Firefox 8 Patches 8 Bugs

Thursday, November 10, 2011 @ 09:11 PM gHale


Mozilla released Firefox 8 Tuesday, patching eight security vulnerabilities and also added Twitter search to the browser.

Since Mozilla kicked off its every-six-week upgrade cycle last summer, each new Firefox has had relatively few visible changes. This release also held serve in terms of the look.

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Firefox 8 added Twitter as a choice in its search bar, letting users look up topics, hashtags and usernames on the micro-blogging service. Twitter search is currently available only in the English, Japanese, Portuguese and Slovenian editions of Firefox.

Mozilla also made good on a promise last August to automatically disable add-ons installed without user approval. Behind-the-back add-ons have cropped up at times, most recently in January when one bundled with Skype caused so many browser crashes that Mozilla blacklisted it. When users start Firefox 8, all add-ons surreptitiously installed end up turned off by default.

Other changes and enhancements to Firefox 8 include on-demand tab loading at startup for faster restored sessions, and developer support for additional features of the hardware-accelerated 3D graphics standard, WebGL.

The upgrade also fixed eight vulnerabilities, five of them rated “critical,” the most-serious ranking in Mozilla’s threat scoring system. The remaining three bugs were “high,” the next-most-serious rating.

One of the patches was for a data theft bug originally fixed in August when Mozilla launched Firefox 6, but which came back in Firefox 7 after developers launched a new Windows graphics acceleration framework, dubbed “Azure,” in the September upgrade.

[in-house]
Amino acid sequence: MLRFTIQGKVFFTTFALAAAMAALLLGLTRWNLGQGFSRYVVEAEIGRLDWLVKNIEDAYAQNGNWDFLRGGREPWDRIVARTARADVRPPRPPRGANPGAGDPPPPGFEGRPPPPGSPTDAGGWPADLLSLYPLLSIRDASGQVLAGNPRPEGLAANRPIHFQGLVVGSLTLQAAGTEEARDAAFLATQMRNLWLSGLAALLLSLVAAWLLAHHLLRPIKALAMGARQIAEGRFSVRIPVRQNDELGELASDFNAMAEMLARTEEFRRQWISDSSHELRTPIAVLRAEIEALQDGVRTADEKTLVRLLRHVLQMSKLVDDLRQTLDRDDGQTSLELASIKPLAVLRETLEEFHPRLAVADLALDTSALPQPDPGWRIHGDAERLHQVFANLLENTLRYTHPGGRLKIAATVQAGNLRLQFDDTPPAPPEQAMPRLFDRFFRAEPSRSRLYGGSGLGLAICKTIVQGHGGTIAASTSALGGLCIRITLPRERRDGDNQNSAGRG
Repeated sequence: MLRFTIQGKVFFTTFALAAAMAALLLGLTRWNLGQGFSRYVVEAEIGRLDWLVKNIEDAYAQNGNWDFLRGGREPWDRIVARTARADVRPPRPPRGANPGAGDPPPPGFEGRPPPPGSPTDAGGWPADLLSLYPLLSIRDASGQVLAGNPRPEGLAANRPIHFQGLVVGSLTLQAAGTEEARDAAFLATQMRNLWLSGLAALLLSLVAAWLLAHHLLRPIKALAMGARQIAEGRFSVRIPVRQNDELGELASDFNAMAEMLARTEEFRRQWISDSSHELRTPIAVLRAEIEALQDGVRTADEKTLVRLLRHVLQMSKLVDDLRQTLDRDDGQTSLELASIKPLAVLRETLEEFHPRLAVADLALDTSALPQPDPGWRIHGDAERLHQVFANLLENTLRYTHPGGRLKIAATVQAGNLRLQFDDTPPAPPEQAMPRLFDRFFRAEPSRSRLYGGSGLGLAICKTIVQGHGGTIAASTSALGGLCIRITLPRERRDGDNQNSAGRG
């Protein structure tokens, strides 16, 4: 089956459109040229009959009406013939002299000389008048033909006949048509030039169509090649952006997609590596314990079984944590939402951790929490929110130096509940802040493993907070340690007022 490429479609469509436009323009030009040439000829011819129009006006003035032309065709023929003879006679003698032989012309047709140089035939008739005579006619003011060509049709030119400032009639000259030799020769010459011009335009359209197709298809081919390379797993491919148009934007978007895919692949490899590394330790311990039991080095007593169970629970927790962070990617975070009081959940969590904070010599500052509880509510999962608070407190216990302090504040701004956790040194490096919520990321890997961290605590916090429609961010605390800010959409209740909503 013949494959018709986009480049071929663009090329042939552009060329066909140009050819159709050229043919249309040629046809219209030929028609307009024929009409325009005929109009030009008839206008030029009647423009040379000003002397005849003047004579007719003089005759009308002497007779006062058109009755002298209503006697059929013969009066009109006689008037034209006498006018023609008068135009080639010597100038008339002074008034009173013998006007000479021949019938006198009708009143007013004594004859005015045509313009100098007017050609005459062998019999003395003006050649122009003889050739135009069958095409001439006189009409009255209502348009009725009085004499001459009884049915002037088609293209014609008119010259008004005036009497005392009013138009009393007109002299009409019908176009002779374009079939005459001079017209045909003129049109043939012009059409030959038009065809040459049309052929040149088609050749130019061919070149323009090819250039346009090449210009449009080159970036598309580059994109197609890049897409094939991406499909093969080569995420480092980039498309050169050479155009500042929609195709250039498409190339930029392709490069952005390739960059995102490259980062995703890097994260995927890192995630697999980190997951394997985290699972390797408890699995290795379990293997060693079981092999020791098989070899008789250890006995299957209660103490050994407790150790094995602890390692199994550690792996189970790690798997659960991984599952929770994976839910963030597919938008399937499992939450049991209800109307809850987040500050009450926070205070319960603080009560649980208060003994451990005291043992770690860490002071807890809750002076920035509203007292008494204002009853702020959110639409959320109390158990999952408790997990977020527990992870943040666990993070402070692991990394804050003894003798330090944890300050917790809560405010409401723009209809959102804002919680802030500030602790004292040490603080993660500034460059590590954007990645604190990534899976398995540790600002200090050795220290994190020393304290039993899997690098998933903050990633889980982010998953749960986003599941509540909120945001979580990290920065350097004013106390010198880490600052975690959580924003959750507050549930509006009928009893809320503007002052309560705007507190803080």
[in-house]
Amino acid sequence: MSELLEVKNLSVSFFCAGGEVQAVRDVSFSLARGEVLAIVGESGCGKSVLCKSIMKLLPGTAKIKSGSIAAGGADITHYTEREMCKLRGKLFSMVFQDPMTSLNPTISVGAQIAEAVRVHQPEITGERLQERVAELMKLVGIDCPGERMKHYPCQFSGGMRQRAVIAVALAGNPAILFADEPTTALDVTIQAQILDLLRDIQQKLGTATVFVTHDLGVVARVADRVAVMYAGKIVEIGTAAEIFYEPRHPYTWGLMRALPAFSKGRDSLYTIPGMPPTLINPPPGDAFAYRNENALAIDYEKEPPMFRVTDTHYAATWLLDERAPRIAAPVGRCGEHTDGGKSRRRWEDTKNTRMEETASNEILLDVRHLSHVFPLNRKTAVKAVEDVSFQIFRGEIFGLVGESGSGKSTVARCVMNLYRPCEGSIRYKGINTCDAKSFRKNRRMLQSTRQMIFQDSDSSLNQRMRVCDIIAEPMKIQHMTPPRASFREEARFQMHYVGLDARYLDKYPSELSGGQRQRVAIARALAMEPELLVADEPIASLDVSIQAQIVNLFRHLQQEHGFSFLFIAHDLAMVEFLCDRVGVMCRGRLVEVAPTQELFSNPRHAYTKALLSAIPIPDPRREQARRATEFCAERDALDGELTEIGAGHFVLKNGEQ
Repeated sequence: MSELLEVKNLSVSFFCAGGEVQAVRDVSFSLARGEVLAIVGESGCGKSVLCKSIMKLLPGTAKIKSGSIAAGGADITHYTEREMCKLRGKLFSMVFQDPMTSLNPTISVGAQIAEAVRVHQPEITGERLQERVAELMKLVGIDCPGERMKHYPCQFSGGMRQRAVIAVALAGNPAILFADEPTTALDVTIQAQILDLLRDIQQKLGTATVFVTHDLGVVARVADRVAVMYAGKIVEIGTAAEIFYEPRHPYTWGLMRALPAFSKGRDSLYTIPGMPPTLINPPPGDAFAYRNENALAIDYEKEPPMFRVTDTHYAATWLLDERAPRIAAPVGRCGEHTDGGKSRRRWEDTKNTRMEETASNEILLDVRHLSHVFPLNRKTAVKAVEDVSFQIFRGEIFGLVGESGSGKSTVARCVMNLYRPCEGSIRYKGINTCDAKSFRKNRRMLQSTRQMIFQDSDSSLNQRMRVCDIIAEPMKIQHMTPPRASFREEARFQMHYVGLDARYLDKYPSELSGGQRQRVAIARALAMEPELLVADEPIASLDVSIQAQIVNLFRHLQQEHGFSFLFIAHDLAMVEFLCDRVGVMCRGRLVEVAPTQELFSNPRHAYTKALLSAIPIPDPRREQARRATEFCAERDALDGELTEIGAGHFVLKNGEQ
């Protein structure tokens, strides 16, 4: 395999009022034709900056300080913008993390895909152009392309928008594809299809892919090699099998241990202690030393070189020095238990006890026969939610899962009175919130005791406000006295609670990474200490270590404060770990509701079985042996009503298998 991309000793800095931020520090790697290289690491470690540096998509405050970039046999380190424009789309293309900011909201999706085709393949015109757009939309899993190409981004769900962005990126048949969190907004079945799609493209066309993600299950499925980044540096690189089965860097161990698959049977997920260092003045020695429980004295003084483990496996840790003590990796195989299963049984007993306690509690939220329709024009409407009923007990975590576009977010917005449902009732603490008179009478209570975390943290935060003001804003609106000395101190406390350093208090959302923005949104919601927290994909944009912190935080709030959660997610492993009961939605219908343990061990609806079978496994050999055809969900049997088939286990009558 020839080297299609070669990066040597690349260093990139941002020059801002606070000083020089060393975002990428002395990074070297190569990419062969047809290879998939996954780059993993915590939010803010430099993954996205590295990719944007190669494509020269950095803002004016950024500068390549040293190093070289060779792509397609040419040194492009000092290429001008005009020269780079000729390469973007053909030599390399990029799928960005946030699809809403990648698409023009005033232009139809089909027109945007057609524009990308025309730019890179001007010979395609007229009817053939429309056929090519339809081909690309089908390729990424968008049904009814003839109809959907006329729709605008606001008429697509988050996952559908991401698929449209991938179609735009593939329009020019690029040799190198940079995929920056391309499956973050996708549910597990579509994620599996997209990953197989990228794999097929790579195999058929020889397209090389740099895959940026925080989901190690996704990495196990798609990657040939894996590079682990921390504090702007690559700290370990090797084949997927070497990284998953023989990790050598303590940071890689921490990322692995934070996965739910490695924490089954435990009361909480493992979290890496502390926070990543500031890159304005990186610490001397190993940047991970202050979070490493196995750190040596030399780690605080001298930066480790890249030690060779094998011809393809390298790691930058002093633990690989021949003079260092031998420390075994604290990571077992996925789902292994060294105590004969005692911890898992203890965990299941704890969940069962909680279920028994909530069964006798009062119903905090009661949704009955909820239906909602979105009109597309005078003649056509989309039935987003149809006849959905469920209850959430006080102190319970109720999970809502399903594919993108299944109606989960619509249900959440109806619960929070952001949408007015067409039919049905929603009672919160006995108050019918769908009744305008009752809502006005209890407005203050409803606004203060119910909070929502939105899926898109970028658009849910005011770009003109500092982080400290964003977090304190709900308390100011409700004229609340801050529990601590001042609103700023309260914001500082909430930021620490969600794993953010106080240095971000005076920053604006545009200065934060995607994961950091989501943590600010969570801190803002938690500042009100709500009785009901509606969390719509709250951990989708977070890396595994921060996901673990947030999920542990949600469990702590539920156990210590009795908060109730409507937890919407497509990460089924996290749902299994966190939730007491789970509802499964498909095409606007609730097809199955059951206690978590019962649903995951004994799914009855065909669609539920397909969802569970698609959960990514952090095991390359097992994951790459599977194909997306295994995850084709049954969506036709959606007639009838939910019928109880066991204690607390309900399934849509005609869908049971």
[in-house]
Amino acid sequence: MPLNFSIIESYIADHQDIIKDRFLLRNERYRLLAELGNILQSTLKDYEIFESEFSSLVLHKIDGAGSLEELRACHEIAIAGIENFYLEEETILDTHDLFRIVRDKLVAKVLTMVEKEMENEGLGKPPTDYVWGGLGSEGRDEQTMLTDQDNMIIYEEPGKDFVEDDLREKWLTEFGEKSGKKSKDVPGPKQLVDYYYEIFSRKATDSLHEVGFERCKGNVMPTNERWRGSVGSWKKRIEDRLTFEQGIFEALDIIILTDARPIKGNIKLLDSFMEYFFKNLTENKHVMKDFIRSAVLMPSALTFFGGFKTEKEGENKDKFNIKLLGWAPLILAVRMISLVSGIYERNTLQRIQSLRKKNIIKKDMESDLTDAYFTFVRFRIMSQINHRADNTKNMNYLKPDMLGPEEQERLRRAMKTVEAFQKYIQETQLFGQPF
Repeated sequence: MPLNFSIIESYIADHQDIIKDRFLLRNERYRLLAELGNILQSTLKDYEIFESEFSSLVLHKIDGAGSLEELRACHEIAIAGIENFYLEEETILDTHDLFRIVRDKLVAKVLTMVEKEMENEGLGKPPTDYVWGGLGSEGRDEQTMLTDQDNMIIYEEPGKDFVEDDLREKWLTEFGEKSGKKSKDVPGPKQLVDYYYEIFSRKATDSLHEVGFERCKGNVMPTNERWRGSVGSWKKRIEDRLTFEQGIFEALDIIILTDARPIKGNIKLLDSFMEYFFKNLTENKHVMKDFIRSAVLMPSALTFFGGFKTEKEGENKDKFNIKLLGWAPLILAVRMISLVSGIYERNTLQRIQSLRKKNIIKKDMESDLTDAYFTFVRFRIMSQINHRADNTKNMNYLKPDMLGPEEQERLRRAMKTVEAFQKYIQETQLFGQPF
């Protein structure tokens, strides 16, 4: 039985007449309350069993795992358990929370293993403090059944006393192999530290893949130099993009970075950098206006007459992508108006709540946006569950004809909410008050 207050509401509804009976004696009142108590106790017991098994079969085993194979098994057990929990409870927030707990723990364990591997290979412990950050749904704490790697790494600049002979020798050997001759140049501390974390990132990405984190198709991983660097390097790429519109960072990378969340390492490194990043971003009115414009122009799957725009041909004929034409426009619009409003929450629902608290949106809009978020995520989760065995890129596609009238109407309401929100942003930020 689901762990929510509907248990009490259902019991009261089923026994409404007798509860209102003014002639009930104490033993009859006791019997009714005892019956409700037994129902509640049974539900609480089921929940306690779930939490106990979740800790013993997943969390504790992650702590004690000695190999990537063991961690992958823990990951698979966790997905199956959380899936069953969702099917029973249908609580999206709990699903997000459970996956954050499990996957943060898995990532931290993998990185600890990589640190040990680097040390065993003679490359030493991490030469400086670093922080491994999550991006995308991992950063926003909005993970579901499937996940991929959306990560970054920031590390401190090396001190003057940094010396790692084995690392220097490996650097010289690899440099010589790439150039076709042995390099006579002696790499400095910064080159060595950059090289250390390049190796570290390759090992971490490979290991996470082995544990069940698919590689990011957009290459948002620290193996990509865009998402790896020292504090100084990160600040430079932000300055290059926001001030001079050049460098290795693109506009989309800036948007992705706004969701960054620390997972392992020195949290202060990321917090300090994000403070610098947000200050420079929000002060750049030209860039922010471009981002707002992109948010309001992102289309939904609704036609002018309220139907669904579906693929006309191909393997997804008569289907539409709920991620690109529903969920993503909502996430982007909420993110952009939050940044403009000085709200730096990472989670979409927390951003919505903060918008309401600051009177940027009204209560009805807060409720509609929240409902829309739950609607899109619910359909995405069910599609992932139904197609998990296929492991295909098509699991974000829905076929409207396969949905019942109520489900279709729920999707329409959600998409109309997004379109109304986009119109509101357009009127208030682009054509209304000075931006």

Mozilla blamed a Mac-only vulnerability on Apple and Intel, saying the flaw could let attackers sniff out secrets by monitoring a Mac’s graphics processor.

“This problem is due to a bug in the driver for Intel integrated GPUs [graphics processing units] on recent Mac OS X hardware,” Mozilla said.

Mozilla released Firefox 3.6.24, a security update that patched three vulnerabilities. The aging edition — Mozilla shipped Firefox 3.6 in January 2010 — still gets support, in large part because enterprise users have resisted the company’s rapid release tempo.

But the end is in sight for Firefox 3.6, as Mozilla rescheduled an upgrade originally slated for last month and canceled at the last minute. The pitch, which will urge users to upgrade to Firefox 8, will now appear Nov. 17.

According to plans previously outlined by Mozilla, the company intends to stop patching Firefox 3.6 three months after it offers users the upgrade opportunity.



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